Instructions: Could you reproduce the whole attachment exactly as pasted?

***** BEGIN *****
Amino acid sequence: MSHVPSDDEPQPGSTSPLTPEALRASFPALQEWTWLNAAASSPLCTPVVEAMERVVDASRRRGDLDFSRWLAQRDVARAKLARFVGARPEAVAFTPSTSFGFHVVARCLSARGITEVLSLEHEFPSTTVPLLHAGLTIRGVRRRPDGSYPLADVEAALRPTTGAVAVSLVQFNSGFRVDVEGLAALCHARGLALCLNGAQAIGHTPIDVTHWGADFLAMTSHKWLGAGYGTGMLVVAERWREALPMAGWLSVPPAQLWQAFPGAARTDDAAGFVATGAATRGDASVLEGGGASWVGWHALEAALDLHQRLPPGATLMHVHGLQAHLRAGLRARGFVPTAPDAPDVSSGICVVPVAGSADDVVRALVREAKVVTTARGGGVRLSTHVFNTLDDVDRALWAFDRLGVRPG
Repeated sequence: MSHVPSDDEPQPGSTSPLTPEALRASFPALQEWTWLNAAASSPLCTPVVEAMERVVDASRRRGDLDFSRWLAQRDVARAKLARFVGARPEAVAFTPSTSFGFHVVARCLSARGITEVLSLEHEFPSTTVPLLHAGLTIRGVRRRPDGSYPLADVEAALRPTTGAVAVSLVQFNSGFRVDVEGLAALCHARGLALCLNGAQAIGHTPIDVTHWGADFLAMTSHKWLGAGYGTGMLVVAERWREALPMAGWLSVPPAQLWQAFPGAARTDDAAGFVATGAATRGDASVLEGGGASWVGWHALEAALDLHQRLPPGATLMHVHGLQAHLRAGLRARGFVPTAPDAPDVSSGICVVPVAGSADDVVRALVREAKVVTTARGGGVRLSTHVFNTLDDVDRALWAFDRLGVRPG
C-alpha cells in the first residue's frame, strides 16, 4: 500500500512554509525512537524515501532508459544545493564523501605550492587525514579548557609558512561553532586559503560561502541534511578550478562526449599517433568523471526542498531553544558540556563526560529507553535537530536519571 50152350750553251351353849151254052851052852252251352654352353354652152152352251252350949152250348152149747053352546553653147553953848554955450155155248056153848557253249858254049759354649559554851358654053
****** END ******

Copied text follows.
Amino acid sequence: MSHVPSDDEPQPGSTSPLTPEALRASFPALQEWTWLNAAASSPLCTPVVEAMERVVDASRRRGDLDFSRWLAQRDVARAKLARFVGARPEAVAFTPSTSFGFHVVARCLSARGITEVLSLEHEFPSTTVPLLHAGLTIRGVRRRPDGSYPLADVEAALRPTTGAVAVSLVQFNSGFRVDVEGLAALCHARGLALCLNGAQAIGHTPIDVTHWGADFLAMTSHKWLGAGYGTGMLVVAERWREALPMAGWLSVPPAQLWQAFPGAARTDDAAGFVATGAATRGDASVLEGGGASWVGWHALEAALDLHQRLPPGATLMHVHGLQAHLRAGLRARGFVPTAPDAPDVSSGICVVPVAGSADDVVRALVREAKVVTTARGGGVRLSTHVFNTLDDVDRALWAFDRLGVRPG
Repeated sequence: MSHVPSDDEPQPGSTSPLTPEALRASFPALQEWTWLNAAASSPLCTPVVEAMERVVDASRRRGDLDFSRWLAQRDVARAKLARFVGARPEAVAFTPSTSFGFHVVARCLSARGITEVLSLEHEFPSTTVPLLHAGLTIRGVRRRPDGSYPLADVEAALRPTTGAVAVSLVQFNSGFRVDVEGLAALCHARGLALCLNGAQAIGHTPIDVTHWGADFLAMTSHKWLGAGYGTGMLVVAERWREALPMAGWLSVPPAQLWQAFPGAARTDDAAGFVATGAATRGDASVLEGGGASWVGWHALEAALDLHQRLPPGATLMHVHGLQAHLRAGLRARGFVPTAPDAPDVSSGICVVPVAGSADDVVRALVREAKVVTTARGGGVRLSTHVFNTLDDVDRALWAFDRLGVRPG
C-alpha cells in the first residue's frame, strides 16, 4: 500500500512554509525512537524515501532508459544545493564523501605550492587525514579548557609558512561553532586559503560561502541534511578550478562526449599517433568523471526542498531553544558540556563526560529507553535537530536519571 50152350750553251351353849151254052851052852252251352654352353354652152152352251252350949152250348152149747053352546553653147553953848554955450155155248056153848557253249858254049759354649559554851358654053